MONTPELIER — Gov. Peter Shumlin said Saturday that weekend rainfall has elevated the risk of flooding across the state, and he urged Vermonters to pay attention to weather reports and keep an eye on local waterways where flooding was possible.
The governor said Vermont transportation and emergency management agencies were prepared for a weekend response, and the Vermont State Emergency Operations Center will remain open as long as needed.
“I spent part of Friday surveying damage from flash flooding that hit areas of Chittenden County hardest, but now our threat is sustained rainfall that could cause more widespread flooding in others areas of Vermont,” Shumlin said in a statement. He said Vermonters should drive with caution and avoid water-covered roadways, and keep an eye on local rivers and streams as the rainfall continues.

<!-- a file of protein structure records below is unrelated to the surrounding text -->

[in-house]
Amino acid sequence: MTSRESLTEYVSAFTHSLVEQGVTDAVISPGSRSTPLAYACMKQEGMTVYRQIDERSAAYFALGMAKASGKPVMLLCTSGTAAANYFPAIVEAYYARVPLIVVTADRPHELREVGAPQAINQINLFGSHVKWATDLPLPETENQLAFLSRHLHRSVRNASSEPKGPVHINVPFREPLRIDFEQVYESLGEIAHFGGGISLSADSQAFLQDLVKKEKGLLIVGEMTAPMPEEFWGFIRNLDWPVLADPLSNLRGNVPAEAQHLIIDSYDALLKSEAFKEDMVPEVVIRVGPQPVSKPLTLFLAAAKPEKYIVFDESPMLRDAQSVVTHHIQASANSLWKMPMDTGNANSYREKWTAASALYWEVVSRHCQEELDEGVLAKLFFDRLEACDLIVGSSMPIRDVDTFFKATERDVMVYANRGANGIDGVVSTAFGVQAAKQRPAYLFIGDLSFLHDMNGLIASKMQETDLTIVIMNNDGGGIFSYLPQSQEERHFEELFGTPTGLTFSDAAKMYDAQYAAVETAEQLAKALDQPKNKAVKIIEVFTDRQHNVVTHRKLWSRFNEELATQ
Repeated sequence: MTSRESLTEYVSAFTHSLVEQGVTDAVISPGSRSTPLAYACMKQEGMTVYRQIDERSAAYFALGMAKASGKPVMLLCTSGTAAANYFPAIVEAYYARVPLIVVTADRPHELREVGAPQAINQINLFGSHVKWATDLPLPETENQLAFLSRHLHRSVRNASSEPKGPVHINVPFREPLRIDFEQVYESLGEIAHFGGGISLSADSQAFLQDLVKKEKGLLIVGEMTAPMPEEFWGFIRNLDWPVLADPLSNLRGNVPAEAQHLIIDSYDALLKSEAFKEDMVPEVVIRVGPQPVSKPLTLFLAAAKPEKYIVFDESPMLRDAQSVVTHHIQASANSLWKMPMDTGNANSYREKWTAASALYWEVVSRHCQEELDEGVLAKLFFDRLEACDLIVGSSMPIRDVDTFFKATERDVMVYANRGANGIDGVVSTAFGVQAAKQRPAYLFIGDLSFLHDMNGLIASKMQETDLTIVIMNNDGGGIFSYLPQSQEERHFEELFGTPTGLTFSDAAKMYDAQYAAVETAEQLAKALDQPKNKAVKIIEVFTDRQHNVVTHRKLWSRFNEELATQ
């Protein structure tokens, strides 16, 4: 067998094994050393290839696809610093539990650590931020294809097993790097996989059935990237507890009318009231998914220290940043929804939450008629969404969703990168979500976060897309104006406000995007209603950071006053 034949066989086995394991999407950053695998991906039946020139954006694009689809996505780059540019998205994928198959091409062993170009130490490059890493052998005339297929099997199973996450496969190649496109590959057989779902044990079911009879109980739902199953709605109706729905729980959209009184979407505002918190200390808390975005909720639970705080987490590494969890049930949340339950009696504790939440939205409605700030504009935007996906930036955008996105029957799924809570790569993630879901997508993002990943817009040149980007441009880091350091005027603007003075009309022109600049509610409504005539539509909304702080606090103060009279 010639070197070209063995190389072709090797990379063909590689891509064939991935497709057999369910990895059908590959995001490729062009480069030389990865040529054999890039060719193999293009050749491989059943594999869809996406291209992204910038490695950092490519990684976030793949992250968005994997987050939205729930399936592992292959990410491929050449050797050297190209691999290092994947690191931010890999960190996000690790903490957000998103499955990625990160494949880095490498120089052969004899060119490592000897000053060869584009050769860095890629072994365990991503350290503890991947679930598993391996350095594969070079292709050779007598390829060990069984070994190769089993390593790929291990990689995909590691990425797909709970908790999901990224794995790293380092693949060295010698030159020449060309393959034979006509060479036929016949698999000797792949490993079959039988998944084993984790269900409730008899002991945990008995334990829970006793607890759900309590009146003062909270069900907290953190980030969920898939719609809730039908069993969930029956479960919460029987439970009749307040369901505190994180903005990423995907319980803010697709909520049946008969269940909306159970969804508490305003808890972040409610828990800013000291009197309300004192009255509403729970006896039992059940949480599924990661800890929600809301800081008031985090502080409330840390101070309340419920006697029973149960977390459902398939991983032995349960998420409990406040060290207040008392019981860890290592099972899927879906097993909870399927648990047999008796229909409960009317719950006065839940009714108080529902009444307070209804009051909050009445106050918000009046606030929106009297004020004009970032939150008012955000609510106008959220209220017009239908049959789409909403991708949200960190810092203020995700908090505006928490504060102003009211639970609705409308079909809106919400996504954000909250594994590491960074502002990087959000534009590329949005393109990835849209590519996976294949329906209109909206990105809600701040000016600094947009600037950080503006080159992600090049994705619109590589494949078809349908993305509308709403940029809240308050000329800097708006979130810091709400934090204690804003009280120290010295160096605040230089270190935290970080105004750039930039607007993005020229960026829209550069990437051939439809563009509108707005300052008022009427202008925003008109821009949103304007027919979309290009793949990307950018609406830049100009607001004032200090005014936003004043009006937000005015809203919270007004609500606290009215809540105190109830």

The National Weather Service posted a flood watch Saturday in most of northern Vermont and a flood warning in Caledonia County. A flood warning was also in effect in St. Johnsbury and Lyndonville, but not limited to those areas. Water was expected to approach low-lying areas of Routes 5, 114, 122 and Stevens loop Road north of Lyndonville, the weather service said.
The weather service said moderate to heavy rainfall would continue through Saturday night, and storm total rainfall amounts of 1 to 3 inches can be expected by today.
In the Stowe-Morrisville area, forecasters said snow accumulations of 1 to 2 inches were possible, and said there could be isolated power outages due to wet, heavy snow. Green Mountain Power reported more than 1,700 outages Saturday afternoon.
Campers and hikers were warned to prepare for winter-like conditions in the mountains this weekend.
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